FOR IMMEDIATE RELEASE
PHILADELPHIA (February 19, 2019) – In 2018, 2,810 new housing units were completed in Greater Center City – the largest number since Center City District began tracking the market almost 20 years ago. Strong growth is continuing at the beginning of 2019 with 3,017 more housing units under construction in Greater Center City, based on a new report from Center City District, Building Out From The Core: Housing Report 2019.
“The strong downtown narrative is a prominent, but not dominant, part of the total housing story in Philadelphia,” CCD President Paul R. Levy said. “It should be neither exaggerated nor prompt over-reactions through local policies that could stifle growth.”
The majority of housing built in and around the downtown during the past eight years focuses on renters: 72% of the new housing units added since 2010 are apartments (10,660 units); 4,143 for-sale condominiums and single-family homes were delivered during the same period.
New housing development is highly concentrated in limited areas: 46% of new units in Philadelphia are in Greater Center City, and 80% are being built in Greater Center City or its five adjacent ZIP codes – an area comprising just 17% of the city’s geography.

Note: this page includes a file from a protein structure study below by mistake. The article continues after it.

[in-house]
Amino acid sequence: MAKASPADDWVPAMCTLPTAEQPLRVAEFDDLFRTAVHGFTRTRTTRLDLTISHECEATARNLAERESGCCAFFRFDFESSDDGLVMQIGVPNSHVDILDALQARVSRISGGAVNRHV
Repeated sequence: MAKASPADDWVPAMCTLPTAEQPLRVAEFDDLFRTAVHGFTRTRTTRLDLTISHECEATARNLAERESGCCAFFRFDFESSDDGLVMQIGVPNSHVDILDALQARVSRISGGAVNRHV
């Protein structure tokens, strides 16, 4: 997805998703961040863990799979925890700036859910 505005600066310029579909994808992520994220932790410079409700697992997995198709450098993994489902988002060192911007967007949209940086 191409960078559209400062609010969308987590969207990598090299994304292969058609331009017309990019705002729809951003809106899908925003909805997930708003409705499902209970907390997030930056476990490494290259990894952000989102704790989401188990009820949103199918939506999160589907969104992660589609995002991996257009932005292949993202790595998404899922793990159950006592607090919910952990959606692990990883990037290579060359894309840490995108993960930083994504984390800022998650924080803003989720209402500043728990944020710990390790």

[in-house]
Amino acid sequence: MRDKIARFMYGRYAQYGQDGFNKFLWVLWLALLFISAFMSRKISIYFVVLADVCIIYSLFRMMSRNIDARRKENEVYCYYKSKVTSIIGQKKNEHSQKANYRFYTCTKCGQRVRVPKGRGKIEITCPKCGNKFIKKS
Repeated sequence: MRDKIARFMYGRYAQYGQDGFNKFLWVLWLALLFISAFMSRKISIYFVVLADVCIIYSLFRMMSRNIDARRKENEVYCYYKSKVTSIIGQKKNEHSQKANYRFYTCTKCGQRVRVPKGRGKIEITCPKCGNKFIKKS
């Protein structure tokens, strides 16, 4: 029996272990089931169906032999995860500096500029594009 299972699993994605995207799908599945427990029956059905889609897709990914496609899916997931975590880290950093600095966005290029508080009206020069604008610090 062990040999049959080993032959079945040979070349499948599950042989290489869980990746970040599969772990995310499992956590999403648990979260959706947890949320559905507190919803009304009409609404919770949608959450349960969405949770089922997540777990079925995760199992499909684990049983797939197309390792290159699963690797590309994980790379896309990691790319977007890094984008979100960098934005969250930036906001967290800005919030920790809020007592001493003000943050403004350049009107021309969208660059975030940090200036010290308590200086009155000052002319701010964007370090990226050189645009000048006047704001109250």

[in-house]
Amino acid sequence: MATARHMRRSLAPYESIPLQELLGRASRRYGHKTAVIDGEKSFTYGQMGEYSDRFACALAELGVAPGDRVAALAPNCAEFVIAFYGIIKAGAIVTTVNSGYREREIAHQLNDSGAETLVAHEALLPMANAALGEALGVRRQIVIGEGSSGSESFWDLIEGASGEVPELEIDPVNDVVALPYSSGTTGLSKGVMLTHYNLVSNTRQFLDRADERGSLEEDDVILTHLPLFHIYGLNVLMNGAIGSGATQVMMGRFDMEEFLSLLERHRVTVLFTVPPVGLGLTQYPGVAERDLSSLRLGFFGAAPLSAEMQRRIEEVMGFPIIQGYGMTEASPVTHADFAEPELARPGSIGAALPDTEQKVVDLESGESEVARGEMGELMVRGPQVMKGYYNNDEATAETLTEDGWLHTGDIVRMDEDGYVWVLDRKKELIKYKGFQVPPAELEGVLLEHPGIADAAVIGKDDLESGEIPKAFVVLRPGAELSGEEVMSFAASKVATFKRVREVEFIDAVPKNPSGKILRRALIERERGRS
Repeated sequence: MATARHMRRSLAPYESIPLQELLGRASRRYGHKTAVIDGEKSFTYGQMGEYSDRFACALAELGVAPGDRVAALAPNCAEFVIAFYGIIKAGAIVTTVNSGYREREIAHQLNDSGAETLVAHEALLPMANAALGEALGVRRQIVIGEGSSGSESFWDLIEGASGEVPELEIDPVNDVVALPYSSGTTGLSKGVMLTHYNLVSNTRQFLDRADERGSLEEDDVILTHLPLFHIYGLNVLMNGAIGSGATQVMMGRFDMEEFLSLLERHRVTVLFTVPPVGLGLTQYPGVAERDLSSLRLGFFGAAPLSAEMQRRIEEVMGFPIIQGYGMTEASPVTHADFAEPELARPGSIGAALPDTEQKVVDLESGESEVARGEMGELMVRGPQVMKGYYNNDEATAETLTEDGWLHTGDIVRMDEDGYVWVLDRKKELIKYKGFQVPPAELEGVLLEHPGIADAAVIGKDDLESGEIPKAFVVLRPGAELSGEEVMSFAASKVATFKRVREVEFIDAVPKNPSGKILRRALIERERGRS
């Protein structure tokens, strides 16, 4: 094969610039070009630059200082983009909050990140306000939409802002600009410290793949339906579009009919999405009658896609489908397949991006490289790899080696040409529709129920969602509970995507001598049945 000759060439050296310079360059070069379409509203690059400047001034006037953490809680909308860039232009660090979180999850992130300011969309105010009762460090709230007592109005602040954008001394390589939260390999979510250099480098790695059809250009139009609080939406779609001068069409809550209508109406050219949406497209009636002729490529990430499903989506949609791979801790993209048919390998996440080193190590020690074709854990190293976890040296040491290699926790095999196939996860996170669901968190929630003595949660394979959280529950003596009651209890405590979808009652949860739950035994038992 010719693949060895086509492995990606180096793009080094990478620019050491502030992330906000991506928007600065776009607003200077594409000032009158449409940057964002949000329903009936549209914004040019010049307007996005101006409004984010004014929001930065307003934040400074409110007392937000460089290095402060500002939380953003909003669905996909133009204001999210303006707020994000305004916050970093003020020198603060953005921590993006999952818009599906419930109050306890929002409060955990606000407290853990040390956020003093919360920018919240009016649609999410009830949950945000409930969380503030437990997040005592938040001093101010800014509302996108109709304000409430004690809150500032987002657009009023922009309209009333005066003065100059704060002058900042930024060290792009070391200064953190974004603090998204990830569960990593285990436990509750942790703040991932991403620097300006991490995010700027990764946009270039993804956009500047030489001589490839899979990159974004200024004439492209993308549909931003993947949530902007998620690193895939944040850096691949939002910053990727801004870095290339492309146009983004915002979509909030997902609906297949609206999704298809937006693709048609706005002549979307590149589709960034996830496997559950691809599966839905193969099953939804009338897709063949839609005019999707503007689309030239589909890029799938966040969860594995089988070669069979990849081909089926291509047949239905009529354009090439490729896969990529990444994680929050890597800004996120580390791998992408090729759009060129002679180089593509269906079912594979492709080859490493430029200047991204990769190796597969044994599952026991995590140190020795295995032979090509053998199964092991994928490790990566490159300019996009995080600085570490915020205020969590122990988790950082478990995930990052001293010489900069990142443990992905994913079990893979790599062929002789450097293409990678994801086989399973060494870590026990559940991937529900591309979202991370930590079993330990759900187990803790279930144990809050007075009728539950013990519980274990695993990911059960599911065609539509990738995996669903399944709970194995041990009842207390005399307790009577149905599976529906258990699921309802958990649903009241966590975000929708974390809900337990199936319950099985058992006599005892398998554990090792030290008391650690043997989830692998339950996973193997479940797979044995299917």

Compared to many peer cities, Philadelphia prices remain moderate; growth is modest and reinvestment is limited in geographic scope. While there has been a lot of discussion of “luxury” housing in the city, housing sales in excess of $1 million have constituted just 0.5% of all home sales and 5.3% of all condo sales in the city between 2010 and 2018. Only 1,593 out of 158,863 – or just 1% of the sales of homes of all types citywide in the previous eight years – have been for more than $1 million. In 2018, 78% of houses sold in the city were priced at $250,000 or less; only 0.4% were priced over $1 million. The Philadelphia region is the 15th most affordable of 91 global metro regions of more than one million people with free markets.
Housing development is expanding beyond Greater Center City. The areas just to the north are experiencing the most activity. More than 3,000 units are under construction, or recently completed, in the 19121, 19122 and the 19125 ZIP codes. Along the Market-Frankford Line, passenger volumes entering SEPTA’s five rail stops that serve the neighborhoods between the Spring Garden and Huntingdon stations have increased by 22% since 2010 and by 78% since 2000.
Recent development is driven by positive employment and demographic trends, particularly the growth of the millennial generation, now larger than the baby boom generation. But, millennials are no longer as young as they used to be. Nationally, regionally and locally, there soon will be fewer 27-year-olds than 37-year-olds as the supply of young people to replenish Philadelphia tapers down over the coming decade. As older millennials age into mid-career professionals, many will look to buy homes and start families. It becomes increasingly important, from both a workforce and a housing market perspective, to keep them in the city.